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Google testing smart contact lens for people with diabetes

Prototype devices use miniaturised electronics to measure glucose levels

Google smart contact lens diabetes 

In a move that could take wearable health technology to a new level Google revealed last week that it is testing smart contact lens for diabetes patients.

Using chips and sensors so small they resemble bits of glitter, the lenses measure glucose levels in tears with the aim of reducing the burden of regular blood glucose tests.

Patients with type 2 diabetes should generally monitor their glucose levels, using a finger-prick test, once a day and those with type 1 diabetes may have to test their levels 10 or more times a day.

To improve that situation scientists at the company's secretive, future technology testing facilty Google[x] are testing prototypes of the wearable technology that can generate a reading once per second.

The project's co-founders, Google's Brian Otis and Babak Parviz, wrote: “It's still early days for this technology, but we've completed multiple clinical research studies which are helping to refine our prototype. We hope this could someday lead to a new way for people with diabetes to manage their disease."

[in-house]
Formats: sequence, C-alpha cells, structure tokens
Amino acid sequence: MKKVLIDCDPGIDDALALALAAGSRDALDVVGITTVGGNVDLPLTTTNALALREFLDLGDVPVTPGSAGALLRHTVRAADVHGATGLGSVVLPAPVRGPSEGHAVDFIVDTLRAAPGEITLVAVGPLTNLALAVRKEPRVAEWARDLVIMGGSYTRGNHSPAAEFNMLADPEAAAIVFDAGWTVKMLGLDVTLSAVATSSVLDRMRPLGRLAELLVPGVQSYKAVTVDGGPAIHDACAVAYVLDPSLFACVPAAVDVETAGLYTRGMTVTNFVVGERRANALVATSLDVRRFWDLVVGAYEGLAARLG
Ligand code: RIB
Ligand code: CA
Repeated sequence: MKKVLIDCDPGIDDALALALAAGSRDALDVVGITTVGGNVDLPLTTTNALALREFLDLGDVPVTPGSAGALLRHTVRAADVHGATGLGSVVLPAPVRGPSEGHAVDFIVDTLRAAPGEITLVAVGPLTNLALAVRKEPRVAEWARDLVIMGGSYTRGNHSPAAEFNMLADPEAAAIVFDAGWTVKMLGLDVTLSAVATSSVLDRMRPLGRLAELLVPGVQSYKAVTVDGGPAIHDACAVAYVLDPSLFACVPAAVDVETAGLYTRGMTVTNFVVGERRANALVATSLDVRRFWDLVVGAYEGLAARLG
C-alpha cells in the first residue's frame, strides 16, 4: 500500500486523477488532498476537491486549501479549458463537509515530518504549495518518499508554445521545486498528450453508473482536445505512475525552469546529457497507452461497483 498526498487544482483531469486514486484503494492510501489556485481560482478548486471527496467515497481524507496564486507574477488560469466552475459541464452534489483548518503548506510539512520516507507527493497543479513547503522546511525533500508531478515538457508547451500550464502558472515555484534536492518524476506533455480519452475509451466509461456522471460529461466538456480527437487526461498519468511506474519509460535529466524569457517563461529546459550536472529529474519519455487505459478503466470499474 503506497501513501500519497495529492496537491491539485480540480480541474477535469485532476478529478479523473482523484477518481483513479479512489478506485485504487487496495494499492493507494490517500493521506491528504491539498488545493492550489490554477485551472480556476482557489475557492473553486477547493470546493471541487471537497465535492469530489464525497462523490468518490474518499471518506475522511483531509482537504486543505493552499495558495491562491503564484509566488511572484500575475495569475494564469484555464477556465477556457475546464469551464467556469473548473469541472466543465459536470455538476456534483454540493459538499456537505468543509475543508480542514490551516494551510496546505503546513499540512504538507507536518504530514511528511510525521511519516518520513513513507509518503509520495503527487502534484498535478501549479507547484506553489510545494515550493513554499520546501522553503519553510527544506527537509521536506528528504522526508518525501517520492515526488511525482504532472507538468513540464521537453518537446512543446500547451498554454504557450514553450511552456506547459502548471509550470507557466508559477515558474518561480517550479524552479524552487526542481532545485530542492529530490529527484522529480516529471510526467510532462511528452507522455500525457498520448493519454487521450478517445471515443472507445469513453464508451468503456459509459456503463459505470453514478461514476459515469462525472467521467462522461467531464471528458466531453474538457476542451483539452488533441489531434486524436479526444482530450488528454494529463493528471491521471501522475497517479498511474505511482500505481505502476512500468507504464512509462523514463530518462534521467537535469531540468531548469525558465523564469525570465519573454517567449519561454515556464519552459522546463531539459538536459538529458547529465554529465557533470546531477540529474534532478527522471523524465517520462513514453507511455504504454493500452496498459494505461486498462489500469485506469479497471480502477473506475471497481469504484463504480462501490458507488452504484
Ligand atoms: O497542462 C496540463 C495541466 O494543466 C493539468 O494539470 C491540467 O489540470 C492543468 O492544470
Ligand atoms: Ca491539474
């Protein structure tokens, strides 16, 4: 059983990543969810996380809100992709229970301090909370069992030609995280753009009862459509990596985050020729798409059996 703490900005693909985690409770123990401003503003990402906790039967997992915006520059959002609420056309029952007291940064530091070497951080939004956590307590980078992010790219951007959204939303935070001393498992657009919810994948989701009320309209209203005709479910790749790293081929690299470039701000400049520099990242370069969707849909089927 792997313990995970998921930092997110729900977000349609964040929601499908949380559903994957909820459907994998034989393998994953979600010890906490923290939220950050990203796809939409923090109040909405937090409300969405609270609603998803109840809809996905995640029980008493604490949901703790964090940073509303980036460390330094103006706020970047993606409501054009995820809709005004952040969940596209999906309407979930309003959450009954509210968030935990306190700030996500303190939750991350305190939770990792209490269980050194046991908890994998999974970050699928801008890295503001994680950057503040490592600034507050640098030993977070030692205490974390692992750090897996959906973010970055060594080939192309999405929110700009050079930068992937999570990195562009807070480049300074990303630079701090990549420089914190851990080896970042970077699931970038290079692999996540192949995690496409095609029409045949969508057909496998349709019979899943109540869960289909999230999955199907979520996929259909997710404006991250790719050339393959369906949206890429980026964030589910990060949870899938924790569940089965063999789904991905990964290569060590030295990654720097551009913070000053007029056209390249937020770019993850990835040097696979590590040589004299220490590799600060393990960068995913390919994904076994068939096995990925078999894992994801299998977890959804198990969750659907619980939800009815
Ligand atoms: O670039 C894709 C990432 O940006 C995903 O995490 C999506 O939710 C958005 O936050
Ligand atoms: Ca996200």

Otis, Parviz and their team at Google are exploring integrating tiny LED lights, that illuminate when glucose levels go above or below certain thresholds, to provide the wearer an early warning.

“We're in discussions with the FDA, but there's still a lot more work to do to turn this technology into a system that people can use,” Otis and Parviz said. “We're not going to do this alone: we plan to look for partners who are experts in bringing products like this to market.”

They envisage that part of such a partnership would see other companies develop apps to work with the lens to make the measurements available to the wearer and their doctor.

Mobile technology developments continued apace last year, with the FDA approving J&J's Bluetooth blood glucose monitor, Sanofi planning the next phase of its iBGStar iPhone-compatible monitor and a number of companies looking to harness mobile games.

Google's own expertise in the area is led by its Google Glass smart glasses, which have shown promise as a clinical information tool. Meanwhile, proof of its commitment to, and resources for, health can be seen in its formation of Calico, led by former Genentech CEO Arthur Levinson.

20th January 2014

From: Healthcare

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